TC: HLA Certification and full DLM certification, FANS 1/a (ADS-C(D1) & CPDLC(J2, J5 or J7)). Depending on the route of flight and the tracks that day there may be other requirements as well (ie. PBCS Certification for PBCS tracks).

The Blue Spruce Routes

So here’s what we said in a previous post on these…

The Southerly ones: These go over Greenland linking Canada with Iceland via waypoint OZN, and are not fully contained in the exempted airspace. So if you’re flying these southerly Blue Spruce routes you will have to meet the NAT DLM requirements or fly outside of the vertical parameters of DLM airspace (i.e. below FL290 or above FL410). In other words: you need datalink to fly on the southerly Blue Spruce routes between FL290-410.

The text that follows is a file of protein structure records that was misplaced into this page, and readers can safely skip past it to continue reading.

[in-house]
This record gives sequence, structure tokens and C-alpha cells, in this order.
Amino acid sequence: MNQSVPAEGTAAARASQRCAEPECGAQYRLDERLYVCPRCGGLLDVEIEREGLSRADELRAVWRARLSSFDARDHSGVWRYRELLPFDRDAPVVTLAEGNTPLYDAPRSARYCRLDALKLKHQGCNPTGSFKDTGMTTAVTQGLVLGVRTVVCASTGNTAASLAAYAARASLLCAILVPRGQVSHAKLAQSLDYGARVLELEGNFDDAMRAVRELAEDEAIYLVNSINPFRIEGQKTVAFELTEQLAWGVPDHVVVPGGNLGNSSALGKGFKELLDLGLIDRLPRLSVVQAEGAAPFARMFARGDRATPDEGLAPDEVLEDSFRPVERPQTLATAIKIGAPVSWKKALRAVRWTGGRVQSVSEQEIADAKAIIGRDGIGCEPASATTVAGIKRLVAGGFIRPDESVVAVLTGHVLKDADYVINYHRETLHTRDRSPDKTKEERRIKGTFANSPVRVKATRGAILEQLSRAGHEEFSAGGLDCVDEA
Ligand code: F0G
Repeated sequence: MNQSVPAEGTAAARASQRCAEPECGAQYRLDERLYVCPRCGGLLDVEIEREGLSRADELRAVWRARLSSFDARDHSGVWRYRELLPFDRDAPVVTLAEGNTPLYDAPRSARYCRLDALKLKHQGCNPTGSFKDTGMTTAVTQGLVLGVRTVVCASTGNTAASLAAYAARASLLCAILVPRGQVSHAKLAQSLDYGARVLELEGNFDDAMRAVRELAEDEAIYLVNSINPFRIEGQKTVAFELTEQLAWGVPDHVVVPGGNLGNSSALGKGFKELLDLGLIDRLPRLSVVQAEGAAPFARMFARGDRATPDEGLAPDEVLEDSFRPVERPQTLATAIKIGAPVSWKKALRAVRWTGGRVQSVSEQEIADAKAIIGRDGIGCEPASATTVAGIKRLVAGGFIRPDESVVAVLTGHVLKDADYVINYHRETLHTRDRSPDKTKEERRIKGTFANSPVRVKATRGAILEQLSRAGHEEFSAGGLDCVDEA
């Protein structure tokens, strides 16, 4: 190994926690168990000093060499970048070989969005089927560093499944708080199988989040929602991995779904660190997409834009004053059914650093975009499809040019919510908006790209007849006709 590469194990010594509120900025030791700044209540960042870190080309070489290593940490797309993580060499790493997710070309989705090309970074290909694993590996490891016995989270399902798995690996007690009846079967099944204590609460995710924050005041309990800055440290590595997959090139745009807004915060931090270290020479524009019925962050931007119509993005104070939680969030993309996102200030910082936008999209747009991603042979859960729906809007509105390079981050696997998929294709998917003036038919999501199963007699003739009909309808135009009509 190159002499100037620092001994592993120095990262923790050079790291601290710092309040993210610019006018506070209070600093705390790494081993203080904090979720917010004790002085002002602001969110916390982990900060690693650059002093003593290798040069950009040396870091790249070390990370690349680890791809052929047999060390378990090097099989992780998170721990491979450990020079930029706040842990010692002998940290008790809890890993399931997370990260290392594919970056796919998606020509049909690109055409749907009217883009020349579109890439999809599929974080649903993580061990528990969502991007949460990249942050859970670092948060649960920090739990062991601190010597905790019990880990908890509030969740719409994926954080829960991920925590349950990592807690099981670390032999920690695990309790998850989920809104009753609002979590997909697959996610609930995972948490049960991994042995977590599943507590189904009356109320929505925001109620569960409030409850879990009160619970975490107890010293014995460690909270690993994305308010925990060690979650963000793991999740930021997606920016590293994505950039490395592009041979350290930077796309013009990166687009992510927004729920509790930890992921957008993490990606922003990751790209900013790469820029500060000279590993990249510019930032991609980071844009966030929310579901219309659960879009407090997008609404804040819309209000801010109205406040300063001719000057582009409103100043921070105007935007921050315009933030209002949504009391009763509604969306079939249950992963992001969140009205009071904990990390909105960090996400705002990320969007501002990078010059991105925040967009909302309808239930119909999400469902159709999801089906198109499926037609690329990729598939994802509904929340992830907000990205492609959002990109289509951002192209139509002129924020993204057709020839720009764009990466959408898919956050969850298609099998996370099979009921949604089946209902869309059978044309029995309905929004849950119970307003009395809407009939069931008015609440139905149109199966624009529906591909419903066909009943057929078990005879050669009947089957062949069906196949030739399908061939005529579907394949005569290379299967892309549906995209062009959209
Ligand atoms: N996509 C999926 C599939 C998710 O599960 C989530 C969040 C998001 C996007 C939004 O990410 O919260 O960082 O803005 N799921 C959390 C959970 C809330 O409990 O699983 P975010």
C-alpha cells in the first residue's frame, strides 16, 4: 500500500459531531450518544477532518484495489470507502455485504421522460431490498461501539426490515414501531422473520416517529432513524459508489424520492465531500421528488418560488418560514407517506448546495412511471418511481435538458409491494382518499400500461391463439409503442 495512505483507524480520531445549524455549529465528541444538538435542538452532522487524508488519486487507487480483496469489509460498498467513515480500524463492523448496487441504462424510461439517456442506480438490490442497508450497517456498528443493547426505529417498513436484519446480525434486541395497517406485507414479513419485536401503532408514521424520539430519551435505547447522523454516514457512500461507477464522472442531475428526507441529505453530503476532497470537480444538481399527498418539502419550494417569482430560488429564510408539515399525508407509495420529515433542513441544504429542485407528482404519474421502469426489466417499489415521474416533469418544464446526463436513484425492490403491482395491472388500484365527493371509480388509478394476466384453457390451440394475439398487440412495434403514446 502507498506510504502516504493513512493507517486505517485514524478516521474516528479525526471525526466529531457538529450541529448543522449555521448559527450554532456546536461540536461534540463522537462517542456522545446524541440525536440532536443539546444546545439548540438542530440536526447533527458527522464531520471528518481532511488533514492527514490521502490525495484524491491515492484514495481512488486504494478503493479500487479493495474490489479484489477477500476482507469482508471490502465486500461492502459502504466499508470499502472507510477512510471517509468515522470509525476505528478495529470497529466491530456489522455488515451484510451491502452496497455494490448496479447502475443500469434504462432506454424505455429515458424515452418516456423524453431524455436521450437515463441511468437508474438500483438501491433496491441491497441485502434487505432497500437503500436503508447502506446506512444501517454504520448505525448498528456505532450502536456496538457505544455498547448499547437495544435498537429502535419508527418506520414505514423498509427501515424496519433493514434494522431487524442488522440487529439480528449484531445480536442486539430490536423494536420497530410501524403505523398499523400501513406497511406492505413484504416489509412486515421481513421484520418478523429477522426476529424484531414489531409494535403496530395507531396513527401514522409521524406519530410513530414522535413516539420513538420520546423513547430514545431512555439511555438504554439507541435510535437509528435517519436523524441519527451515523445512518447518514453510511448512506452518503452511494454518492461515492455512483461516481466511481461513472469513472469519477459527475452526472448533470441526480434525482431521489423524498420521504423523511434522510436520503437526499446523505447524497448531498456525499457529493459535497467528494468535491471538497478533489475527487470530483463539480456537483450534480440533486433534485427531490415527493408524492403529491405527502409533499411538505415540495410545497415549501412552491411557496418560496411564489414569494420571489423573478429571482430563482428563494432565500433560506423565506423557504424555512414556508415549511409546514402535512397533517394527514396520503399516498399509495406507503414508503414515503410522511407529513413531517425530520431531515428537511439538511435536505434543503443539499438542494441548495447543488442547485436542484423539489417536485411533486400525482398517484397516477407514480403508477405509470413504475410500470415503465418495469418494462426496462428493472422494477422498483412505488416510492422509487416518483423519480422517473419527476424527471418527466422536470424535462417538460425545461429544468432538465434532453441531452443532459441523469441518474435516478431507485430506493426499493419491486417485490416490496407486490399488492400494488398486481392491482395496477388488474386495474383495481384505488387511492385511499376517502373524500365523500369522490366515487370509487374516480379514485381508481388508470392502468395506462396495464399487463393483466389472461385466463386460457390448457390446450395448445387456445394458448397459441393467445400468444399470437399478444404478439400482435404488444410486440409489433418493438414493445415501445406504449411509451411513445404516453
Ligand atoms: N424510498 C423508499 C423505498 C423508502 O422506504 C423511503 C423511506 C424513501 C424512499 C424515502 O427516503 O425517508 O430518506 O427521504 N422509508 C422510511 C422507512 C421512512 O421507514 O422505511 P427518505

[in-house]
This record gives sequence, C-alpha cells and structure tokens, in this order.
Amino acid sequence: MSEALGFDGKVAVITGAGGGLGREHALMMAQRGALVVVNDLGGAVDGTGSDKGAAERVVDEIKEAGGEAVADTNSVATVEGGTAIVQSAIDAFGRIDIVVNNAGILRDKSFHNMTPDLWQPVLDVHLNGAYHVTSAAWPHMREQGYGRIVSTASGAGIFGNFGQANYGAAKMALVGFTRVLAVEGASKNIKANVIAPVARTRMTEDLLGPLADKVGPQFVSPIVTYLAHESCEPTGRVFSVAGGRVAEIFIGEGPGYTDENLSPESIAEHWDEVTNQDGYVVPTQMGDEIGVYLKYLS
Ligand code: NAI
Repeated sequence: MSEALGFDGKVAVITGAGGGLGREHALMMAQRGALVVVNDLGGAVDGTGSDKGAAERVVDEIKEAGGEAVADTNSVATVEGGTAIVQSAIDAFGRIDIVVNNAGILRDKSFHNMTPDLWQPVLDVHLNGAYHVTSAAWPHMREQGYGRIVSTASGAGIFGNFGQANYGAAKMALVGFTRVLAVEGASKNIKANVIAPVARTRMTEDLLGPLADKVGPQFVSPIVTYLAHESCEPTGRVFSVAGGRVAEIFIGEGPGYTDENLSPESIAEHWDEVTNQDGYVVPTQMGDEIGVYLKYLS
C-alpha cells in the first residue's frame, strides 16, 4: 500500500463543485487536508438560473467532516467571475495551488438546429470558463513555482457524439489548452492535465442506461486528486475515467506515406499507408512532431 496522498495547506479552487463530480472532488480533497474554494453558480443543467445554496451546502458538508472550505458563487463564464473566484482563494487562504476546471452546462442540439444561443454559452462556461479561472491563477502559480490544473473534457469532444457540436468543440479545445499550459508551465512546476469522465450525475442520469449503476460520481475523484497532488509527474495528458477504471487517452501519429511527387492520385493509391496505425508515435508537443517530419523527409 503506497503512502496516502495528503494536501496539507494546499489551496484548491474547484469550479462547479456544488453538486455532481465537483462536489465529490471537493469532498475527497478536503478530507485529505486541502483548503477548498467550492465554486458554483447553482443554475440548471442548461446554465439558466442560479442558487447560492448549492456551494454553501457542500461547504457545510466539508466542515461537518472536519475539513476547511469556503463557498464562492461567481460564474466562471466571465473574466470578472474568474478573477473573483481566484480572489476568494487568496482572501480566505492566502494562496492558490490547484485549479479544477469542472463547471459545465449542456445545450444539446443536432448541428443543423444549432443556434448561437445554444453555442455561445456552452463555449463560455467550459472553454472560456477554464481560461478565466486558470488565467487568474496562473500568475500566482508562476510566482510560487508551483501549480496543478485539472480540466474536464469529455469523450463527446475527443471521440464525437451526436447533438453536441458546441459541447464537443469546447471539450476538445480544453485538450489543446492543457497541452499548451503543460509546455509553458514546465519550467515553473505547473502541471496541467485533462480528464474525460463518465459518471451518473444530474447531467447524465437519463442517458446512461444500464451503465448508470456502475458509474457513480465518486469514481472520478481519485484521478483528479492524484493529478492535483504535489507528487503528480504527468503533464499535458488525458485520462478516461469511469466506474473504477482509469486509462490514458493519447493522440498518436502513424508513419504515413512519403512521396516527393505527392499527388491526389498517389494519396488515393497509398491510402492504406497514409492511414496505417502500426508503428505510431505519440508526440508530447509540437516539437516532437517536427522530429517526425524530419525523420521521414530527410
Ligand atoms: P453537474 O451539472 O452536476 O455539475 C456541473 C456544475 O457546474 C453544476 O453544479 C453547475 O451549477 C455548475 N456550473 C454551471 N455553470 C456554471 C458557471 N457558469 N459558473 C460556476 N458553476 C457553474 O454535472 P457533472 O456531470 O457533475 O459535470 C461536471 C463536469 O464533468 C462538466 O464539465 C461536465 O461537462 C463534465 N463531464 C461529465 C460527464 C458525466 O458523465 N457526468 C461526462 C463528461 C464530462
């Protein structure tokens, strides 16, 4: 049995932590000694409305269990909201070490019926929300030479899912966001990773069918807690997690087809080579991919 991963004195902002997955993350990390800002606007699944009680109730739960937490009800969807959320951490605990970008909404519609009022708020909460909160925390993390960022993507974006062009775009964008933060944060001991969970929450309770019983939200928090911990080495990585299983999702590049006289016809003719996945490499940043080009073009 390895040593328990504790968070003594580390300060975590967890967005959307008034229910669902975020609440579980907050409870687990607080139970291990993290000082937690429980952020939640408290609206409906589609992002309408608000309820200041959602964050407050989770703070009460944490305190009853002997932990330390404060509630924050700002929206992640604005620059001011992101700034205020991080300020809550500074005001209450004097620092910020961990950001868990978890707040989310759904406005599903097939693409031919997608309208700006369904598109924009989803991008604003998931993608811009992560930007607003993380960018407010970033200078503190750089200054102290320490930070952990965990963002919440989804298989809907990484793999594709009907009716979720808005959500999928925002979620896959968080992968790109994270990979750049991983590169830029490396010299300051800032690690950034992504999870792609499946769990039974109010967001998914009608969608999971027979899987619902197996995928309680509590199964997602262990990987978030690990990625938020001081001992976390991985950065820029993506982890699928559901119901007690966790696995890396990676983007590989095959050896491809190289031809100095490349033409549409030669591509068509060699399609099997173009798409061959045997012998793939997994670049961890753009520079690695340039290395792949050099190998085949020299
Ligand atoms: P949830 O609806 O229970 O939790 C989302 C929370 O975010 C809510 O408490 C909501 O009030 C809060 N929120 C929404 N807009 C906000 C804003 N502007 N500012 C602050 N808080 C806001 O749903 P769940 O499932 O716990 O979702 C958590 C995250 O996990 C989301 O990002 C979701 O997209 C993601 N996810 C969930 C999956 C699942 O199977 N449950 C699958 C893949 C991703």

The Northerly ones: These are the ones going overhead BGSF/Sondrestrom airport. These do fall within the exempted area of airspace – so datalink is not mandatory if you’re flying here.

Only the northerly Blue Spruce routes are datalink exempt.

Us: All that stuff we told people in our previous post… did we get that right?

TC: Yeah, pretty much. The primary purpose of Blue Spruce routes is for aircraft with only one long range navigation system. This would normally exclude them from the exemption area anyway, as they are usually kept below HLA airspace (FL280 or below) as they would normally need state HLA approval to fly a blue spruce route with one long range navigation system at FL290 and above.

Gander’s datalink exempt airspace won’t be datalink exempt for much longer!